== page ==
The debate on digital power is raging and from the analog bastions concerns are being raised about the legitimacy of such digitalization claims. One could counter that while the real world is actually analog; digital is nevertheless flourishing. A power supply is no different than any other real world system: its output is analog (voltage, current, power, etc.) the same way that digital TVs, digital still cameras, and digital cell phones yield analog outputs (video, pictures, sound, etc.).
Are all these instances misnomers? Is this an exercise in semantics? Digital power – beyond the obvious communications aspects which have been around for quite some time – simply refers to the progressive digitalization of some processing elements at the earth of the system, whereas nobody argues that the outer shell (the power train, the voltage reference, etc.) will remain analog.
Digital power designs can help in a number of areas. Applications such as lighting ballast and power factor correction (PFC), which require voltage- and current-profiling, often have features that are better implemented in digital rather than in analog. And when it comes to power conversion, digital power enables digital compensation, as well as the automatic change of a number of phases.
Consider the ballast and PFC applications. Current profiling is required in lighting ballast applications where the intensity and duration of the current can be flexibly set for different lamps, as well as for the three operational phases of pre-heating, ignition and dimming. Current profiling is also required in PFC applications, where the current drawn by a load from the wall outlet must be in phase with––basically have the same shape of––the line voltage. In digital implementations many predictable errors can be corrected via a ROM table. This type of control can be implemented with a device like Fairchild’s FMS7401 microcontroller.
Since conventional digital algorithms are sequential in nature, requiring several clock cycles to execute an instruction, they are also inherently slow and so are not useful in applications requiring fast response. A hard-wired digital power conversion implementation, on the other hand, will inherently produce a faster transient response compared to software code execution. Such digital control architecture for power conversion is one in which the input error signal is converted to digital via an analog-to-digital converter (ADC) and hence the proportional-integral-differential (PID) compensation and digital pulse width modulation (DPWM) is all done in the digital domain.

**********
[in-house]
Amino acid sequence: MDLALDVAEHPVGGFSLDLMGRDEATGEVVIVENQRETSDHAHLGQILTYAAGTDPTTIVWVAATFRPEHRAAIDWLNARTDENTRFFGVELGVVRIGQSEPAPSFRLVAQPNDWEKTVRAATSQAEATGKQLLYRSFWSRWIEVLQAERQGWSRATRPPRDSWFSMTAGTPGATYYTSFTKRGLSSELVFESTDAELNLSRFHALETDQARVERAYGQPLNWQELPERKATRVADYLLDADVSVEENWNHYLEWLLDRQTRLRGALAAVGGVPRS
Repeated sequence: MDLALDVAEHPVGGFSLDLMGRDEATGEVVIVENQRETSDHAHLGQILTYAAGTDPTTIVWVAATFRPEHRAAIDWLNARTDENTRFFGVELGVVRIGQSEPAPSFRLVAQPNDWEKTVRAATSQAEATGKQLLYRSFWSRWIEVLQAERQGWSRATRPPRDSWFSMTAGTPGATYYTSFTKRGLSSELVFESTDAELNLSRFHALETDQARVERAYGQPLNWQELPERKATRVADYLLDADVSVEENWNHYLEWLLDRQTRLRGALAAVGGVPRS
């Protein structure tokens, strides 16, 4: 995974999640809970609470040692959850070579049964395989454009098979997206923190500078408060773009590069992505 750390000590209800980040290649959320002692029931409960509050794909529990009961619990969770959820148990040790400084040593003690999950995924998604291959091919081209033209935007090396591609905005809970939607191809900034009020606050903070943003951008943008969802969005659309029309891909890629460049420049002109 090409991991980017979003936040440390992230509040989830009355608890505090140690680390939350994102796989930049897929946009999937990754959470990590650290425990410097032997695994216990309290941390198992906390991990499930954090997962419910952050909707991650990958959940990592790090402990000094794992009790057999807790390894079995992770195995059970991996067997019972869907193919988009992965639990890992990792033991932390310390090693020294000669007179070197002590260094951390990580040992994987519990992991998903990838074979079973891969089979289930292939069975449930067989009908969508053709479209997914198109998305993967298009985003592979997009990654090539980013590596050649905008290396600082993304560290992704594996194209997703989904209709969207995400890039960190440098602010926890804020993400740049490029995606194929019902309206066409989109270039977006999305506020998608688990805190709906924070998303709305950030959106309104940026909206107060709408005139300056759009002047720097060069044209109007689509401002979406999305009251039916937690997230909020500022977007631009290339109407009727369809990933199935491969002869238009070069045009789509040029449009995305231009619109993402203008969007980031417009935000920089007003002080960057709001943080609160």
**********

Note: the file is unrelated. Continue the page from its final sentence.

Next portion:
Hard-wired digital power conversion may be better justified in the case of a notebook or cell phone voltage regulator application where, due to the necessity to save power at light loads, a mode change is required. This typically occurs when there is a change from a PWM algorithm to pulse-frequency modulation (PFM). PFM is a mode in which the frequency adjusts with the load, thereby yielding lower frequencies and hence lowering switching losses at lighter loads.
Such a mode change in an analog system would require an abrupt commutation from one control loop, say PWM, to the other (PFM), typically at the time that the load is changing. This type of algorithm discontinuity would invariably lead to some degree of temporary loss of regulation of the output.
In such systems, digital control may prevent risk of loss of regulation and save additional overhead in bill of materials (BOM) that would be required to mitigate the effect of discontinuities in analog implementations. A product like the FAN5608 two-channel LED driver is an example of such hard wired digital control designed for ultra-portable applications and implemented in piece of silicon rivaling any conventional competitive implementation.
Digital control can provide a more robust solution compared to analog, based on its ability to change, on the fly, parameters like the loop compensation and hence withstand wider load changes and poor layouts. It may also be able to calibrate out-errors in the system due to low-cost component tolerance errors. The advantage is the potential for better yields, lower testing costs and lower BOM costs.
With all of these possible advantages, one may wonder why digital power has caught big share of attention but little market share. The answer is that the market has made it clear that digital will be preferred every time over analog, but at cost parity. The successful digital power products are those that solve a customer’s problem by utilizing lean architectures with minimum overhead, and that do not result in a cost penalty versus their analog counterparts.
Reno Rossetti is director of the Analog Product Group Strategy at Fairchild Semiconductor. Reno has many years of experience in design, applications and marketing in the analog and mixed signal semiconductor industry. Reno’s career has revolved around analog, power ICs and discrete semiconductors. He holds several patents and has authored many articles in these areas. Before coming to Fairchild, Reno worked at ST in spindle motor and voice coil drivers design. Later he headed up National’s Power Management design group. Reno graduated in Electrical Engineering from Politecnico di Torino in his native Italy. He also has an MBA from the Bocconi University of Milan.